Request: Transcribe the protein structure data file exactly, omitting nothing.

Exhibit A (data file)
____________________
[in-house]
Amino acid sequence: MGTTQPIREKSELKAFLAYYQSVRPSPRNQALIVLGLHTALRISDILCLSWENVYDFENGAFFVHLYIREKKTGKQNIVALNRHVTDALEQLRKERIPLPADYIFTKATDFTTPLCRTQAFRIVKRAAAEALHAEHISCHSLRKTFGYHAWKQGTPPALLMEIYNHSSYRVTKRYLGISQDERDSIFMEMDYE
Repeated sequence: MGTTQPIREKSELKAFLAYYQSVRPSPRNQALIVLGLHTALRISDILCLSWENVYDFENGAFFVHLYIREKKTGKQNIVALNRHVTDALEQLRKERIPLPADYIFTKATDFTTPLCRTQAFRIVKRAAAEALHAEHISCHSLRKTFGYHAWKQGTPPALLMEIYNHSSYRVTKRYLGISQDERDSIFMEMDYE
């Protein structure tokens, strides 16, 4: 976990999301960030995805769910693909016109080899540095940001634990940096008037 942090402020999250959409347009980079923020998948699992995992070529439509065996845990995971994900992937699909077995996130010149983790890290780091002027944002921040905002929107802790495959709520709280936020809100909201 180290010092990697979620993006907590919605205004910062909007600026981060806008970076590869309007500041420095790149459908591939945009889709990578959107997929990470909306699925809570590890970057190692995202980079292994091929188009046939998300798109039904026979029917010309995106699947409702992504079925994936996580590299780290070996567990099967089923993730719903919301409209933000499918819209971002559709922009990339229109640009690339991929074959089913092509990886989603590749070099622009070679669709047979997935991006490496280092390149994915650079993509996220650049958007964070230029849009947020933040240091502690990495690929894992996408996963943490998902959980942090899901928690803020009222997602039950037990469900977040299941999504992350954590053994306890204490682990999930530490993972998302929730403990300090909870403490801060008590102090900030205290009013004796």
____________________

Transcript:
[in-house]
Amino acid sequence: MGTTQPIREKSELKAFLAYYQSVRPSPRNQALIVLGLHTALRISDILCLSWENVYDFENGAFFVHLYIREKKTGKQNIVALNRHVTDALEQLRKERIPLPADYIFTKATDFTTPLCRTQAFRIVKRAAAEALHAEHISCHSLRKTFGYHAWKQGTPPALLMEIYNHSSYRVTKRYLGISQDERDSIFMEMDYE
Repeated sequence: MGTTQPIREKSELKAFLAYYQSVRPSPRNQALIVLGLHTALRISDILCLSWENVYDFENGAFFVHLYIREKKTGKQNIVALNRHVTDALEQLRKERIPLPADYIFTKATDFTTPLCRTQAFRIVKRAAAEALHAEHISCHSLRKTFGYHAWKQGTPPALLMEIYNHSSYRVTKRYLGISQDERDSIFMEMDYE
């Protein structure tokens, strides 16, 4: 976990999301960030995805769910693909016109080899540095940001634990940096008037 942090402020999250959409347009980079923020998948699992995992070529439509065996845990995971994900992937699909077995996130010149983790890290780091002027944002921040905002929107802790495959709520709280936020809100909201 180290010092990697979620993006907590919605205004910062909007600026981060806008970076590869309007500041420095790149459908591939945009889709990578959107997929990470909306699925809570590890970057190692995202980079292994091929188009046939998300798109039904026979029917010309995106699947409702992504079925994936996580590299780290070996567990099967089923993730719903919301409209933000499918819209971002559709922009990339229109640009690339991929074959089913092509990886989603590749070099622009070679669709047979997935991006490496280092390149994915650079993509996220650049958007964070230029849009947020933040240091502690990495690929894992996408996963943490998902959980942090899901928690803020009222997602039950037990469900977040299941999504992350954590053994306890204490682990999930530490993972998302929730403990300090909870403490801060008590102090900030205290009013004796």